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Scottish Charity Register No. SC043760

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Services under threat from funding cuts

April 02 2010
What will go as local authorities struggle with the fall-out from the recession?

Homeless services are under threat as local authorities struggle with the fall-out from the recession.

A recent survey carried out by the BBC found that one in 10 council workers - out of a total workforce of three million - could lose their jobs due to cut-backs, with seven out of 10 local authorities planning to cut spending by between five and 20 per cent.

Trade unions have condemned the threatened cuts and blamed the Conservatives, who currently control most councils. The GMB said direct services, including homeless hostels, were already being cut, but the new warnings would "totally devastate" services to communities.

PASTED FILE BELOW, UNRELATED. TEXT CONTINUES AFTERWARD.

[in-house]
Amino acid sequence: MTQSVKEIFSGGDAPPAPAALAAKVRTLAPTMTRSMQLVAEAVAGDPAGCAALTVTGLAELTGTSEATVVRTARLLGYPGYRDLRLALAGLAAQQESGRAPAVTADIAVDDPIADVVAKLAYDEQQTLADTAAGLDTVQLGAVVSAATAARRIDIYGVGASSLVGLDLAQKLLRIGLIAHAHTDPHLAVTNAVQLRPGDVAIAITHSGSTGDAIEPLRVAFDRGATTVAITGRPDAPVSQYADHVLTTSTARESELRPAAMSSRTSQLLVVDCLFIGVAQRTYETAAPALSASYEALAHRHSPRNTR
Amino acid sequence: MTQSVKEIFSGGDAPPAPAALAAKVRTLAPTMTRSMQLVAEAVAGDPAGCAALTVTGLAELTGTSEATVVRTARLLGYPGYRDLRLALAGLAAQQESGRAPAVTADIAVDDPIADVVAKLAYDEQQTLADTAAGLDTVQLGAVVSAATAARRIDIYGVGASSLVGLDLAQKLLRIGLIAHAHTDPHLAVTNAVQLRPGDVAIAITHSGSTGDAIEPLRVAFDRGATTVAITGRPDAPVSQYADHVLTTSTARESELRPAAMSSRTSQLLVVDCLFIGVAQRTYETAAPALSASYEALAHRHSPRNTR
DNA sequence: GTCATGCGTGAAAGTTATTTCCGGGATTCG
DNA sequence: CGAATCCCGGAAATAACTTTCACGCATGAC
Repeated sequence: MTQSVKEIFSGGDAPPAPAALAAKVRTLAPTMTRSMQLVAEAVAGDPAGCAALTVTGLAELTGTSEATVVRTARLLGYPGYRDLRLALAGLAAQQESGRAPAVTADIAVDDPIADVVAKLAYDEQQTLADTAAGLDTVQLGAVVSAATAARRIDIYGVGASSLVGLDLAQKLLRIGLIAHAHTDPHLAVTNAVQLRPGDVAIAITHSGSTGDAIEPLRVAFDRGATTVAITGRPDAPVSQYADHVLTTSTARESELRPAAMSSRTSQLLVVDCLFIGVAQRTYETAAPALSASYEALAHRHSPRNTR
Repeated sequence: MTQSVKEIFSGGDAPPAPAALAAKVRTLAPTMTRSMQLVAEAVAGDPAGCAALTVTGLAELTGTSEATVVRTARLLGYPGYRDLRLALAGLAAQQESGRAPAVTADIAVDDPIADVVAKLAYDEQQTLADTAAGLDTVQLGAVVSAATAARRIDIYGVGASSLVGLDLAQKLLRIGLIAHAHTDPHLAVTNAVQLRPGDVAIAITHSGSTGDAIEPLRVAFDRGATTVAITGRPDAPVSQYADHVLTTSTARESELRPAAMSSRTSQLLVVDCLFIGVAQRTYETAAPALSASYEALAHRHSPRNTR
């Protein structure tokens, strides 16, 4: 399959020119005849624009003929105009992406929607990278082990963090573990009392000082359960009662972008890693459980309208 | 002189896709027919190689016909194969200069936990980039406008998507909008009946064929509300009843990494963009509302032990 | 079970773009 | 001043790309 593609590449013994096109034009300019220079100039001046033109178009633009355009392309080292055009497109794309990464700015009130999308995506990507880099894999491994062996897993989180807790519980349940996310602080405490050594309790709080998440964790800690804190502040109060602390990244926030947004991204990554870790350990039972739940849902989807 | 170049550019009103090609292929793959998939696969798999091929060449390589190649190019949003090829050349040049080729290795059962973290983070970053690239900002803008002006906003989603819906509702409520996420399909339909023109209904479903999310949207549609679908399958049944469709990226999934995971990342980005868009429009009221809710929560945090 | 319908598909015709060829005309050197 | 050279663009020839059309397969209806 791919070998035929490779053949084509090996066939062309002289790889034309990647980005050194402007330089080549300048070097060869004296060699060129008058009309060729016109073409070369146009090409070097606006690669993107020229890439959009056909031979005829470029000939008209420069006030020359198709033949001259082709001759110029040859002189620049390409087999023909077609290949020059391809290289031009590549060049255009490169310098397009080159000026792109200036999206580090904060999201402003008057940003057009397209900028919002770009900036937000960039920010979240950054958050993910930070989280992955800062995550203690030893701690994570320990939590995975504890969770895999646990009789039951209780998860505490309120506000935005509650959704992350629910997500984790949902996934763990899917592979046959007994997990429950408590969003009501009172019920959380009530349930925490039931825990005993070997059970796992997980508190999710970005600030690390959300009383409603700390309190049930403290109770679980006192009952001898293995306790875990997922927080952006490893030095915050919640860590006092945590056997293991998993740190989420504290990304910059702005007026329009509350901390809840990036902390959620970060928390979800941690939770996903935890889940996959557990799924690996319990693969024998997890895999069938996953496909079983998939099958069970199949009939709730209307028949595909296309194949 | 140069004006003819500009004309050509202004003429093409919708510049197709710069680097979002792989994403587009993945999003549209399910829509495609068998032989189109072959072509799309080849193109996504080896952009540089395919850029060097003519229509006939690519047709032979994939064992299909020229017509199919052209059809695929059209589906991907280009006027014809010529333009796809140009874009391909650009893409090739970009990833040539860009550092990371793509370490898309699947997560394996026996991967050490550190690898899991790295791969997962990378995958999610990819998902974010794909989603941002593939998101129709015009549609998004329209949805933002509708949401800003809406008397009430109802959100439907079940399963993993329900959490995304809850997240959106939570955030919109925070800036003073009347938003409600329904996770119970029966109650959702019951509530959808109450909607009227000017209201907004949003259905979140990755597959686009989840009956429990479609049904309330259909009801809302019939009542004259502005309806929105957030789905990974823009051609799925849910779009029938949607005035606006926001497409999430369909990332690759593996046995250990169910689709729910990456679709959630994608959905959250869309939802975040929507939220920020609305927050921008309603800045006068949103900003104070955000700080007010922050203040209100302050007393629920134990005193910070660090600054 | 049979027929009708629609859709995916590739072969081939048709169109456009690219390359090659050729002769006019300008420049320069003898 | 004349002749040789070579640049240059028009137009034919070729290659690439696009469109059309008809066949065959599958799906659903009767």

National officer Brian Strutton said: "Conservative-run local government has already started cutting services by closing community centres and homeless hostels, selling off care homes for the elderly and cutting bin collections. They simply do not care about providing services to the less well off and more vulnerable members of society."

Cuts to homeless services are already being seen across the country. In Coventry, 1,000 families were turned down for help in the past year by the City Council after being made homeless during the recession. Yet a recent cost-cutting shakeup of homelessness services has seen the loss of two key services provided by charity Coventry Cyrenians that helped nearly 3,000 people a year. Its emergency accommodation service has lost its council funding. So, too, has its outreach service supporting those facing eviction; it suffered a £750,000 cut in its budget of £2.2m.

Mike Fowler, Cyrenians' chief executive, said: "Without our emergency accommodation service and support and advice, rough sleeping is likely to rise."

In Birmingham, £24m worth of cuts are being made to services including the Citizen's Advice Bureau and Birmingham Young Homeless.

But the Local Government Association (LGA) said councils had been hit by a "perfect storm" and had little choice but to shed jobs.

 

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